SeniorNet - Connecting older people in person and online

Published on June 22, 2022


The last few years has taught us the importance of connecting with others. In a COVID-19 world, making these connections can be challenging as we maintain social distancing, but SeniorNet is here to help.

The community training network equips our older people with the necessary skills and confidence to use technology to text, chat, video call, email and share photos with friends and family around the globe.

Learning about new technology can be daunting, but SeniorNet aims to make learning fun and easy, whether you want to find your way around a smartphone, laptop, PC or tablet.

You may be wanting to navigate the internet, understand the basics of sending and receiving emails, or discover new ways to communicate with loved ones, and SeniorNet are up for the task.

Originally a research project at the University of San Francisco in 1986, SeniorNet’s aim was to determine if computers and telecommunications could enhance the lives of older adults. Their findings highlight the benefits technology can provide.

It was bought to New Zealand shores in Wellington during 1992, and evolved to provide small, friendly stress-free computer classes for like-minded individuals to make information technology more accessible. 

There are now more than 80 SeniorNet learning centres nationwide.

The Horowhenua group was founded in 1999. A meeting was held at Freyberg Lounge in Levin during March and 40 people were expected to attend. To the organisers delight, more than 100 people filled the space with many signing up on the spot. The first class commenced May 17 that year.

SeniorNet has been busy in the Horowhenua since then. Students have become teachers, and classes have been held around the district. The content of each session has remained flexible with classes created for areas of interest.

Learning alongside your peers, confidence and skills will increase as you learn how to get the most out of digital technology.

SeniorNet have hosted technology help sessions at Speldhurst Country Estate, St. John’s Methodist Church, and more recently have scheduled regular Friday drop-in sessions at Te Awahou Nieuwe Stroom, Levin Uniting Church and Te Takeretanga o Kura-hau-pō.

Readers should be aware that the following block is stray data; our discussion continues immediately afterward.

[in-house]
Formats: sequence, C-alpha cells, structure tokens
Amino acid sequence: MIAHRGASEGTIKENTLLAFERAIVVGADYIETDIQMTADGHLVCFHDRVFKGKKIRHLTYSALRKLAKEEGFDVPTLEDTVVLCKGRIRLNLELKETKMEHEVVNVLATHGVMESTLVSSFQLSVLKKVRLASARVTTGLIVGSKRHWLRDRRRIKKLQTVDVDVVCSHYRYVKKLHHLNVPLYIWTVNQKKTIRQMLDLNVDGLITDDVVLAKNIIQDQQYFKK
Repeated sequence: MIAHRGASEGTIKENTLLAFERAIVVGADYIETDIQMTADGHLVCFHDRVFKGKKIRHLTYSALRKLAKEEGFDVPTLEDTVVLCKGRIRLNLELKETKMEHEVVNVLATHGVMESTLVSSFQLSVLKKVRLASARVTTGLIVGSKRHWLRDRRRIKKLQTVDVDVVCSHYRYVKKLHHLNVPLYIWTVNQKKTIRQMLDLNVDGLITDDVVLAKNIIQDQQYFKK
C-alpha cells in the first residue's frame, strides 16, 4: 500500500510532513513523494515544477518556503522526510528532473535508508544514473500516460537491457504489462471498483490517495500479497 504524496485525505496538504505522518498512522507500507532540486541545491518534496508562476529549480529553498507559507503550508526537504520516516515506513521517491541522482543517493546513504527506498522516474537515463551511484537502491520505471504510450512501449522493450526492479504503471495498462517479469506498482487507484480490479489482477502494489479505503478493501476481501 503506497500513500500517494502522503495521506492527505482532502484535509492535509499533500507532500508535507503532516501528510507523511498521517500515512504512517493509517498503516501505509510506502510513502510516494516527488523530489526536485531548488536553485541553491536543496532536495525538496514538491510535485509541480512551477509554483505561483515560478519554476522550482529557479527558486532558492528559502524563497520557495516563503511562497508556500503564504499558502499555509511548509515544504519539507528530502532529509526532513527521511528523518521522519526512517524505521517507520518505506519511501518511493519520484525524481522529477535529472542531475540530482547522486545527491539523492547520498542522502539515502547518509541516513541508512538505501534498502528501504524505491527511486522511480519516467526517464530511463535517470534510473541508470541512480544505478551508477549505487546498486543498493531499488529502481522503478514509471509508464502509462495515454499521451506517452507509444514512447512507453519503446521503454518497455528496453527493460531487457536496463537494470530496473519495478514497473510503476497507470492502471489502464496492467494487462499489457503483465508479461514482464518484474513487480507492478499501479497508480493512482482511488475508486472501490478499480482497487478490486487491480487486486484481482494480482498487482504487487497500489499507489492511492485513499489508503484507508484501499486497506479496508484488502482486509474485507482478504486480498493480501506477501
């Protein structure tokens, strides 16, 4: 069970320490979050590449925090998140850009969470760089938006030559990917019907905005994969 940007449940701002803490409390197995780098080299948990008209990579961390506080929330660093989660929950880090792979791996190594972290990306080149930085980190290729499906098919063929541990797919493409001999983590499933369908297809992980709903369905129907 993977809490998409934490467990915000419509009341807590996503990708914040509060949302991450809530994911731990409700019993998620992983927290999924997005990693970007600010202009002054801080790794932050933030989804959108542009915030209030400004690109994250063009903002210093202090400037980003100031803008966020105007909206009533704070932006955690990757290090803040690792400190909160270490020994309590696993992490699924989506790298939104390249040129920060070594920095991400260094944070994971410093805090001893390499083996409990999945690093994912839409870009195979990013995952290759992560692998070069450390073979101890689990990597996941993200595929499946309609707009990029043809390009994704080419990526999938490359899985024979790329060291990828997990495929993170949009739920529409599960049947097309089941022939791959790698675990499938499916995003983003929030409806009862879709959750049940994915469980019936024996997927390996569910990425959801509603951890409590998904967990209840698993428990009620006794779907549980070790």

SeniorNet Tutor and Foxton local Alan Maxwell has been involved with SeniorNet for around a decade, sharing his knowledge after attending a two-year technology course at UCOL in his early 60s. 

“SeniorNet is older people who know a little bit helping other older people with their digital devices” he says. 

Often well-meaning family members help older people with their IT queries by solving an issue, but SeniorNet empowers learners by familiarising them with their devices and offering tips and tricks.

“SeniorNet has more patience and can explain the ‘how-tos’. We are older people so we can relate to older people.”

Mr Maxwell urges those who are nervous about technology, or anyone wanting to enhance their skills to take the opportunity SeniorNet provides. He has assisted with a range of queries – from using devices, to word processing and creating festive table crafts. Mr Maxwell enjoys the concept of “older people helping older people”, where student and teacher both get value.

There are around ten SeniorNet volunteers in the Horowhenua and the format continues to evolve with recorded zoom meetings acting like “YouTube for older people” as SeniorNet builds a library of recorded content of commonly asked questions.

Mr Maxwell welcomes anyone to attend a drop-in session to discuss how SeniorNet can assist, and although targeted at an older demographic, SeniorNet volunteers’ also welcome younger people who also need some digital assistance.

To learn more about what SeniorNet Horowhenua offers, or how you can get involved, you can check out the SeniorNet Horowhenua website or get in touch with Alan Maxwell on